Against this historical guilt, as a human being or in the humanitarian sense I could not let the feelings of shame continue. I came to the conclusion that it is our conscience duty to not be delayed in apologising to the victims of the genocide and to return anything we have confiscated from them. Because, to live with historical guilt, even though you have no direct connection with it, while not taking a stand and remaining silent about it is like to continue in identifying with that guilt. The Turkish Republic State keeps denying the 1915 Genocide and states that: “we have no pebble to give in nor we owe any apology”. However I, not only am apologizing for them, I’m returning to the Assyrians the estates that were confiscated from them.

With this deed of mine, I wanted to place a stop to a historical guilt that occurred many years ago and was kept denied. On behalf of my grandfathers, I apologize and ask forgiveness! My decision to apologise is to make a real peace with the people that were victims of the genocide. I am a human being! I do not want to loose my humanitarian values!”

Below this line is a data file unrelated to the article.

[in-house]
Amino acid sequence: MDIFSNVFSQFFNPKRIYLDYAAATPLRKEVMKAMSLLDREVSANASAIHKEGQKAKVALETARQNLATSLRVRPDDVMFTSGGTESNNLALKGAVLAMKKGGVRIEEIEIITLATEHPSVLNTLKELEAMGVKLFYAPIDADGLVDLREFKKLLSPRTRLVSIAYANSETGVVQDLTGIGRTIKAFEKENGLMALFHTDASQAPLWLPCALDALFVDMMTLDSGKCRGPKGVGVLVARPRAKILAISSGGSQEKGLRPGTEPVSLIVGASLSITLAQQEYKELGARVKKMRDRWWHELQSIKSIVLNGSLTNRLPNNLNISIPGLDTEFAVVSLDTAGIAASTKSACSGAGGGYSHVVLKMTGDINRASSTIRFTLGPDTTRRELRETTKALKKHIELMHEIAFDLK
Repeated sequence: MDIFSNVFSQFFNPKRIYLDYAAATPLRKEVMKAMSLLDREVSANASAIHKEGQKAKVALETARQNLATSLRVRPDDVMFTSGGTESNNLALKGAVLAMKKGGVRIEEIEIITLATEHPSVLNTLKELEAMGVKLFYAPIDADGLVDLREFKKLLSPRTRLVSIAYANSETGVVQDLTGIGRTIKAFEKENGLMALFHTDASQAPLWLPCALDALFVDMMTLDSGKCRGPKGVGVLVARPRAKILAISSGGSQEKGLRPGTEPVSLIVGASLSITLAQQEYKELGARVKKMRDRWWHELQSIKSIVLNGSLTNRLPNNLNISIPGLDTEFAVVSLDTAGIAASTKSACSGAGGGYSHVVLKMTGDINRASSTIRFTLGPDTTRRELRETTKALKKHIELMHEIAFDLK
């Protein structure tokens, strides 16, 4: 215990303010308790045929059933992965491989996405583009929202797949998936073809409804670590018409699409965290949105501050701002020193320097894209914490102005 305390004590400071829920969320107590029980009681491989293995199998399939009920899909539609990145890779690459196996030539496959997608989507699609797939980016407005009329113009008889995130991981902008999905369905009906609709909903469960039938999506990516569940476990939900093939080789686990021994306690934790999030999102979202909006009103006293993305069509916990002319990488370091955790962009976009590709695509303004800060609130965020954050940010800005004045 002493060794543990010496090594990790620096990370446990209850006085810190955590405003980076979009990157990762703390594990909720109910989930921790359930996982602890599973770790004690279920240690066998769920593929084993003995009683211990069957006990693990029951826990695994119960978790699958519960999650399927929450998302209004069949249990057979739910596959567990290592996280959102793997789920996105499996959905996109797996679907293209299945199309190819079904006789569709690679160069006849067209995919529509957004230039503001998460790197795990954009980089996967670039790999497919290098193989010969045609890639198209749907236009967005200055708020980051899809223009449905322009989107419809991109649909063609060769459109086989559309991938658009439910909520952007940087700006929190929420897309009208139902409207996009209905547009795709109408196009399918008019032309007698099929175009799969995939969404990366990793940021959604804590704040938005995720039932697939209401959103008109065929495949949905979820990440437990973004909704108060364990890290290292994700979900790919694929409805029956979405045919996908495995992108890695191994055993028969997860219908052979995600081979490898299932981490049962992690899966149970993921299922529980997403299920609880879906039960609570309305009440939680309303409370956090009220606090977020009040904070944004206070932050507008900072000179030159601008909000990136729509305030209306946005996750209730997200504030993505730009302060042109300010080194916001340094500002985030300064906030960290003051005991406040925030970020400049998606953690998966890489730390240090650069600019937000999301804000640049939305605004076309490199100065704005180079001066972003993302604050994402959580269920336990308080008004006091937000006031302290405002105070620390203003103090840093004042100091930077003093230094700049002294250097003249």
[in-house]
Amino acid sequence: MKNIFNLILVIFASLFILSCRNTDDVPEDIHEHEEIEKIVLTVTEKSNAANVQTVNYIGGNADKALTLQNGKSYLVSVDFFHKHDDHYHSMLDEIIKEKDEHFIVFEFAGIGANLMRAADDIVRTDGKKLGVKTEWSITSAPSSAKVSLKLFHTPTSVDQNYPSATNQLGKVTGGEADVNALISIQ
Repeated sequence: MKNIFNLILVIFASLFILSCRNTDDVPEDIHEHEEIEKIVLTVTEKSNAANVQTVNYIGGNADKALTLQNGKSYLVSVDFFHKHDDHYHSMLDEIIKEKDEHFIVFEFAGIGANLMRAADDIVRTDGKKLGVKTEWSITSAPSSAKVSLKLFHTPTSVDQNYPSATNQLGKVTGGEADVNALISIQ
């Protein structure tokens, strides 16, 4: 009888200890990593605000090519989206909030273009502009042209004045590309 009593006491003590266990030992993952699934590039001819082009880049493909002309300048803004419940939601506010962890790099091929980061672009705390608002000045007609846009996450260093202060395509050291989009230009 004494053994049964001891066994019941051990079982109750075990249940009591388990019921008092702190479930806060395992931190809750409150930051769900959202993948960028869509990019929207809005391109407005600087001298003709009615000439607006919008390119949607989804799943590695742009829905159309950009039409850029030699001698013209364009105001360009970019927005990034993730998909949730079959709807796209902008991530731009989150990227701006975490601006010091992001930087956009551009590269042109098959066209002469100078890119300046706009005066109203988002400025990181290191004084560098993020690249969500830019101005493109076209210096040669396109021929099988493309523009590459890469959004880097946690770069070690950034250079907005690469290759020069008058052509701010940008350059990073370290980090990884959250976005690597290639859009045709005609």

This historical message of Berzan Boti is still a great value for its historical and especially, philosophic point of view although it has had no mediatic popularity. His pure humanistic, open-hearted, sincere attitude is a great proof that this big taboo can be abolished, in spite of all the nightmares created by Turkish official ideology and history and also, in spite of this timid, catastrophic and coward mood of us. He did not let the ideologic prejudice, political affairs, ordinary worries to control our humanistic feelings and may be, he has taken the risk of being stoned like a devil, has broken that thick surface around our conscience and said: “Look, it does nor hurt!” What Berzan Boti succeeded personally can be succeeded by our society too. Furthermore, it is a “must” to do this in order to construct a new future based on equality, respect and love, with the people and the society we live together.

Recep Marasli